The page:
Site of the Source of the Western Dvina near the Village of Kariakino Three Versts from Lake Peno in Tver Province, Ostashkov District. Volga River Region


In May 1910, Sergei Mikhailovich Prokudin-Gorskii (1863–1944) photographed in the Ostashkov area of Tver Province. Shown here is the source of the Daugava River (also known as the Western Dvina) near the village of Koriakino some 11 versts from Lake Peno. The verst was an old Russian unit of measure equal to roughly 1.1 kilometers. The stream flows into Lake Koriakino, where it becomes the Dvinets River, which enters Lake Okhvat, considered the source of the Daugava proper. The Daugava flows 1,020 kilometers through the northeastern part of Belarus before entering Latvia, where it empties into the Gulf of Riga. In 1912, Prokudin-Gorskii photographed many other parts of the river in conjunction with the observance of the centennial of the 1812 Napoleonic invasion. This site, surrounded by tall firs, is not far from the source of the Volga River (at Lake Peno), which Prokudin-Gorskii also photographed. Seated near the spring is a peasant in a faded red shirt who presumably served as a guide. Prokudin-Gorskii used a special color photography process to create a visual record of the Russian Empire. Some of Prokudin-Gorskii’s photographs date from about 1905, but the bulk of his work is from between 1909 and 1915, when, with the support of Tsar Nicholas II and the Ministry of Transportation, he undertook extended trips through many different parts of the empire.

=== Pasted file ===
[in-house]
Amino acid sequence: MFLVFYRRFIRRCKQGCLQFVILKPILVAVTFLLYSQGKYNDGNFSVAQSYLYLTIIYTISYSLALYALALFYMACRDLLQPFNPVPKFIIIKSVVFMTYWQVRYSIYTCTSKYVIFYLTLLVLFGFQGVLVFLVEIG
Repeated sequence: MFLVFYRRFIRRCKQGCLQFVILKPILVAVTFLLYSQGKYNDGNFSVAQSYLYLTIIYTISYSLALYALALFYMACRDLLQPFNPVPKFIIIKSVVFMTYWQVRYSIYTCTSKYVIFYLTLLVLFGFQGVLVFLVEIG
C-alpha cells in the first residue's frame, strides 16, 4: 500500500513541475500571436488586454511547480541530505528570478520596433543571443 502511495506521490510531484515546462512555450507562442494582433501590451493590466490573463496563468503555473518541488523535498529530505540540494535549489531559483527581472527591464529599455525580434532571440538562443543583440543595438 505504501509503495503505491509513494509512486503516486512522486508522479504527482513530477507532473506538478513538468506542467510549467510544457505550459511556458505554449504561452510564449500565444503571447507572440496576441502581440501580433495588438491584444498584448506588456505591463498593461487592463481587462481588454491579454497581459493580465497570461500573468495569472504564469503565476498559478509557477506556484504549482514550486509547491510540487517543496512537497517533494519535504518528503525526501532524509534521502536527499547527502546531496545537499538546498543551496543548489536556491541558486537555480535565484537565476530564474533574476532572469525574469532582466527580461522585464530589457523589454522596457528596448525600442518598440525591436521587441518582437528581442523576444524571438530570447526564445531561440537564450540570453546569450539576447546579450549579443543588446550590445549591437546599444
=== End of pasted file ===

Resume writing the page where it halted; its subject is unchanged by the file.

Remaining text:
Date Created

Subject Date

Title in Original Language

Место истока Зап. Двины около дер. Карякино в 3-х верст. от оз. Пено Тверск. губ. Осташковск. уезда. Район Волги

Type of Item

Physical Description

Glass negative (presented as a digital color composite)


  • Prokudin-Gorskii’s photographic work survives primarily in two forms: 1,901 black-and-white triple-frame glass plate negatives, made with color separation filters, which Prokudin-Gorskii used to make color prints and lantern slides; and 12 albums of sepia-tone prints, made from the glass negatives, which Prokudin-Gorskii compiled as a record of his travels and studies. The Library of Congress purchased the glass plate negatives and the albums from the Prokudin-Gorskii family in 1948. In 2004, the Library of Congress had digital color composites made from all the surviving glass negatives using a software algorithm to automatically align the color components. As with most historical photographs, title and subject identifications are corrected and enhanced through new research. Current information on the collection is at

Last updated: October 7, 2016